Let’s not kid ourselves, college football and college athletics in general have become a big business. Just look at the number of game day staff that are in press boxes or dealing with “guest relations”…we could go on and on, but we won’t.
Yet, not every school is getting bang for its buck or making the money needed to keep a program afloat just on football alone. Luckily the Big Ten doesn’t appear to have a lot of those problems, as Forbes released its ranking of the Top 20 most valuable college football programs in the country.
The Big Ten managed to put five programs on this list for 2014, second most of any conference (the SEC led with nine). Leading the way was the University of Michigan, who came in at No. 3 in the rankings and was ranked higher than any SEC school on the list.
According to the Forbes report, Michigan has a value of $117 million, with revenues of $91 million and a cool $65 million in profit.
The list was topped by Texas who was valued at $131 million and Notre Dame came in second with a value of $122 million.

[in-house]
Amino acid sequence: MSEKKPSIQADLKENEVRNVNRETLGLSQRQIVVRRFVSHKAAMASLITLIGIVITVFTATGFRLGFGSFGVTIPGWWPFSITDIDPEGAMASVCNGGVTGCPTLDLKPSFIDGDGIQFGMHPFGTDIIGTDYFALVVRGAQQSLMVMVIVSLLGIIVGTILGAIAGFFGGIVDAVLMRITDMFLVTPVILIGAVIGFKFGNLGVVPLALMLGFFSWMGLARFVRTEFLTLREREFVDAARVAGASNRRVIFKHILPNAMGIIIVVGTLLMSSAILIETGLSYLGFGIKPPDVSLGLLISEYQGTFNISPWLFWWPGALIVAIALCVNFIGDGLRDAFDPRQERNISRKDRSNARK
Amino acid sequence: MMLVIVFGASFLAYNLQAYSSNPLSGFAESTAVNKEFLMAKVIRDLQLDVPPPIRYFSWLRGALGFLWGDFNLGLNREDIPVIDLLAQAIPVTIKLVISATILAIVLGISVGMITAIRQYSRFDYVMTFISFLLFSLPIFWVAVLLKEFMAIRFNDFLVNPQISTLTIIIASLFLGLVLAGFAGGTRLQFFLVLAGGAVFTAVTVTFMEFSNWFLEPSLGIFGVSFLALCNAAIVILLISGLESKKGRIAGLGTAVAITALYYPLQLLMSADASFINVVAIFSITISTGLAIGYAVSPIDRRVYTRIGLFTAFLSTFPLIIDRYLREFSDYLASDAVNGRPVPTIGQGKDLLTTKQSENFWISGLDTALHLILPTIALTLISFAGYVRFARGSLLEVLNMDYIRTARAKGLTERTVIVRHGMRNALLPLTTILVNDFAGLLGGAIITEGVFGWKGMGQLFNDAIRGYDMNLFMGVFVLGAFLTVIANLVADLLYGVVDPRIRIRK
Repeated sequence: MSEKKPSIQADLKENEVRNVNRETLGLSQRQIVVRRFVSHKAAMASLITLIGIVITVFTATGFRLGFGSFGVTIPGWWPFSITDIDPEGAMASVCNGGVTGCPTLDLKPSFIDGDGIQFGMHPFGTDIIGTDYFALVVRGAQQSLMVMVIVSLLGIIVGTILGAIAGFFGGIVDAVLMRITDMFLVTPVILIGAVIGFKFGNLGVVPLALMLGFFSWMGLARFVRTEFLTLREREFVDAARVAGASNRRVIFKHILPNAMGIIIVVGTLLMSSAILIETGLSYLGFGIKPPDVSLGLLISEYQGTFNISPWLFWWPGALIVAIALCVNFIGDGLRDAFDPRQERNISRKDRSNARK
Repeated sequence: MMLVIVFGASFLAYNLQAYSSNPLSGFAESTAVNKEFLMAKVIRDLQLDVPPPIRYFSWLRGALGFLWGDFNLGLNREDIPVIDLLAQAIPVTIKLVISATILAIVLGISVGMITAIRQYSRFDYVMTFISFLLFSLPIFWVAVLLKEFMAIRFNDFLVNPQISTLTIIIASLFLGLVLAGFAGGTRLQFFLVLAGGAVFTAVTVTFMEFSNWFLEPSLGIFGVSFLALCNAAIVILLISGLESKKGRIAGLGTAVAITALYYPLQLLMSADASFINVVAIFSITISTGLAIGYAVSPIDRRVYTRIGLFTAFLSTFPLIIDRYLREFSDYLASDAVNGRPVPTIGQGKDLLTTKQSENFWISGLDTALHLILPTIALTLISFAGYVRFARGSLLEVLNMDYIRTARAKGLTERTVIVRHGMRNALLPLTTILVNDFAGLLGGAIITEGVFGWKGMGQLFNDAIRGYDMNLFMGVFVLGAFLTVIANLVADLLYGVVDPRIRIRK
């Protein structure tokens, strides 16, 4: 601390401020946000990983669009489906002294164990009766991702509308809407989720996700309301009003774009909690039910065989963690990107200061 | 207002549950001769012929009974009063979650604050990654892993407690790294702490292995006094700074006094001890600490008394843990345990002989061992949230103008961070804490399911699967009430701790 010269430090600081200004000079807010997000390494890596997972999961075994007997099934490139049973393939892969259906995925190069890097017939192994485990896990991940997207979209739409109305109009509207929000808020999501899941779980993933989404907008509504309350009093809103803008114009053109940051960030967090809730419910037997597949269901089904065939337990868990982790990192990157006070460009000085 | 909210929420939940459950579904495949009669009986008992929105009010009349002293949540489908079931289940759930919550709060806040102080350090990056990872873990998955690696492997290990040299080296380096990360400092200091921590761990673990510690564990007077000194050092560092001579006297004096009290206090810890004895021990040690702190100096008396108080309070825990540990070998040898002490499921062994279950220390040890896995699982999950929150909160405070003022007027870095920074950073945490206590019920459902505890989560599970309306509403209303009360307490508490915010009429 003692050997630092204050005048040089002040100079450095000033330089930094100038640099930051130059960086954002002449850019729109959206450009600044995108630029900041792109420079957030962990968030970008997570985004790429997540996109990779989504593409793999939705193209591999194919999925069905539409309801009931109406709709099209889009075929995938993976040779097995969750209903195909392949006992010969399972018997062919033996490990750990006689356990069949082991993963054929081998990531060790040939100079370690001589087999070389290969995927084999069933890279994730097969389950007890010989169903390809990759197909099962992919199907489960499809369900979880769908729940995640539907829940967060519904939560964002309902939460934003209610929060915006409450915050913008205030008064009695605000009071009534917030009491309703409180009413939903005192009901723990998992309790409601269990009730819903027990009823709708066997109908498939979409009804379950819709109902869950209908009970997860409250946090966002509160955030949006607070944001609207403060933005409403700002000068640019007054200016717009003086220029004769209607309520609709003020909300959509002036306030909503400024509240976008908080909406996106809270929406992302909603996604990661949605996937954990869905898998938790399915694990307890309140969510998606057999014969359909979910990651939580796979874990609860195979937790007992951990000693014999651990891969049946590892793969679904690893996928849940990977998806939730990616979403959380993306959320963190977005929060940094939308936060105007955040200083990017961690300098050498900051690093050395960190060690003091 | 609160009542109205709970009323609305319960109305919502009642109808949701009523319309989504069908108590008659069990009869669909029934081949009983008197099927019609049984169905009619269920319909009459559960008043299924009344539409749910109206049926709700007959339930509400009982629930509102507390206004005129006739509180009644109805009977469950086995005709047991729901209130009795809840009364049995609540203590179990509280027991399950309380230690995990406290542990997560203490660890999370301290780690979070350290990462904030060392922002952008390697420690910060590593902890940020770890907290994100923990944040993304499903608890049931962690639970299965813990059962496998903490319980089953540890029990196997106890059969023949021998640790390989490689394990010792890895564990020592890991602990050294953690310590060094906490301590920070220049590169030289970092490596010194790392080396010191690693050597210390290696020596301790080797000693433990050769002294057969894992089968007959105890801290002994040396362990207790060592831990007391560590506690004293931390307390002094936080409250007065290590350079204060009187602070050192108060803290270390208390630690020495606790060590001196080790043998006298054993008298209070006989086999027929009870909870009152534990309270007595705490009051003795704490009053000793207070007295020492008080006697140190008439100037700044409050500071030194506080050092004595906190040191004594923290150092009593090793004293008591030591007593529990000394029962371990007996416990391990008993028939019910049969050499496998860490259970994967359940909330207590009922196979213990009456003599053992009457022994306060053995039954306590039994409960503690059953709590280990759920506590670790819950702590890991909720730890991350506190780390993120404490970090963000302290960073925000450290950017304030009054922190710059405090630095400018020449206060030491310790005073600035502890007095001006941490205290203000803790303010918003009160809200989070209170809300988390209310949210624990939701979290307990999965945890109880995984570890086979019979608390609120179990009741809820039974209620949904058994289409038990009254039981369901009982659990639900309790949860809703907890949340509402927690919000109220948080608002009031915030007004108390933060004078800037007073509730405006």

Michigan’s rival, Ohio State, joined them in the top 10 — coming in at No. 9 with a value of $87 million and a profit of $39 million.
Also joining those two were Penn State (No. 12 – $80 million value), Nebraska (No. 15 – $73 million value) and Michigan State (Tied No. 16 – $72 million).
The Iowa Hawkeyes and Wisconsin Badgers were nearly on the top 20 list, but are ranked No. 22 and No. 23 respectively.
Having Ohio State make the inaugural College Football Playoff is a $6 million boon to the Big Ten coffers and Michigan State’s appearance in a “New Years Six” bowl game also will help the rest of the conference make some serious cash in bowl season.
Now the quest becomes turning the monetary advantage the Big Ten has over the likes of the ACC, Big 12 and Pac-12 in to an advantage on the field. Winning more than losing in the bowl season would be a good place to start.
That quest gets underway on Saturday, Dec. 27 with Illinois and Rutgers in action for the Big Ten.